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The United States of America promises its people free and fair elections; however, this very right is continuously challenged by gerrymandering. The Organization for Security and Cooperation in Europe, or OSCE has been studying US elections since 2002. Their most recent report based on the 2018 midterms is a clear call to action as the OSCE explained “The right to vote is subject to many limitations, with minorities disproportionately impacted” (Elections, OSCE). The state of Georgia is a clear example of partisan gerrymandering. This report will address the issue of partisan gerrymandering in Georgia and propose an impartial and independent citizen redistricting commission to promote fair redistricting reform.
Districts are ideally supposed to be drawn to ensure that the growing, diverse population is represented fairly in each state. Yet, Georgia is an ideal example of partisan and incumbent protection gerrymandering. According to the state constitution, the state legislature is tasked with drawing the lines for the state’s districts. Georgia has fourteen congressional districts, onehundred- eighty districts for the House of Representatives, and fifty-six senate districts. At the time of redistricting, both chambers of the state legislature were controlled by republicans.
Therefore, republicans drew districts that favored their party. Republicans used the technique known as cracking to spread democratic voters out in new districts and minimize their potential voting power. As a result of partisan gerrymandering, the people of Georgia encountered a new problem, the new republican favoring lines eliminated political competition and paved the way for incumbent protection gerrymandering. This gave voters few options on the ballot and ensured re-elections for incumbents. Examples of this during the November 2018 midterm elections include: five of Georgia’s congressional incumbents running unopposed, 81% of Georgia’s state legislature had only one major party candidate on the ballot, and 56% of state legislature campaigns were over before the primary because only one person for each party filed to run.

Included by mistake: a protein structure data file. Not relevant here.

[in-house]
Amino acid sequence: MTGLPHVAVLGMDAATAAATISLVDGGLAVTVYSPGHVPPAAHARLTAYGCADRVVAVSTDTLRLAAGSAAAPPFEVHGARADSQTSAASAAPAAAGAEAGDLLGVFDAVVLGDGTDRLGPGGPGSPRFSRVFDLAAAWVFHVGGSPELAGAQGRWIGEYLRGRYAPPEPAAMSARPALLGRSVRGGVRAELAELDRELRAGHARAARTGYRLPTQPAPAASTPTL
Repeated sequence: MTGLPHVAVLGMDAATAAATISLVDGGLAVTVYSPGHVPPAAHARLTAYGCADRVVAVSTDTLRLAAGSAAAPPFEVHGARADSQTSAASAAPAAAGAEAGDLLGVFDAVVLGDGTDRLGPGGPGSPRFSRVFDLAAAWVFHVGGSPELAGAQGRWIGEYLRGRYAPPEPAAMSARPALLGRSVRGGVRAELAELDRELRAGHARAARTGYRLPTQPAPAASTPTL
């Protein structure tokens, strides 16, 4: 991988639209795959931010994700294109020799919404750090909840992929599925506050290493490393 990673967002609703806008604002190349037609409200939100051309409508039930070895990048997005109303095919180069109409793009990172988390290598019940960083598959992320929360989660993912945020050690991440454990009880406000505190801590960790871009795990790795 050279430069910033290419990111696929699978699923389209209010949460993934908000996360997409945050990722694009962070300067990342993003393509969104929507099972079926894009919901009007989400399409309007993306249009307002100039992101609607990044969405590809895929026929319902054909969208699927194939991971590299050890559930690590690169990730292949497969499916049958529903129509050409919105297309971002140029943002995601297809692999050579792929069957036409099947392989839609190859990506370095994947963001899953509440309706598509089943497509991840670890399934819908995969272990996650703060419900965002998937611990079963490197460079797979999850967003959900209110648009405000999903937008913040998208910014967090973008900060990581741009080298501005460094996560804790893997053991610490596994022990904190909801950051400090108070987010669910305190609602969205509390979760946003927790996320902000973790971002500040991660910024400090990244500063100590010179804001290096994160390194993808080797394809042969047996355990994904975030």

The first step that I propose towards eliminating gerrymandering would be to introduce a citizen-based independent commission with the sole responsibility of drawing the new district lines following the 2020 census. This resolution would require an amendment to the Georgia constitution forcing legislative and congressional reapportionment to be done by an independent, bipartisan citizen commission. The commission should consist of 14 members with no prerogative to run for any government position, five of which should be democrats, five republicans, and four not affiliated with any party. After the district lines are drawn, the commission should be dissolved and a new commission formed with different members every time redistricting is required.
In order for this resolution to pass, it would need two-thirds in both legislative chambers. According to Atlanta News Now, many if not all democrats are projected to support independent commission redistricting. They also predict that moderate republicans will support independent redistricting commissions as some republicans fear the growing blue wave and loss of the republican control over Georgia. After the 2018 elections which introduced the blue wave, many seats turned blue in Georgia which gave democrats a chance of taking the majority of the House of Representatives. The house is currently 105 republicans and 75 democrats, which means democrats only have to flip 15 seats to gain majority. This makes the resolution likely to pass in the House of Representatives.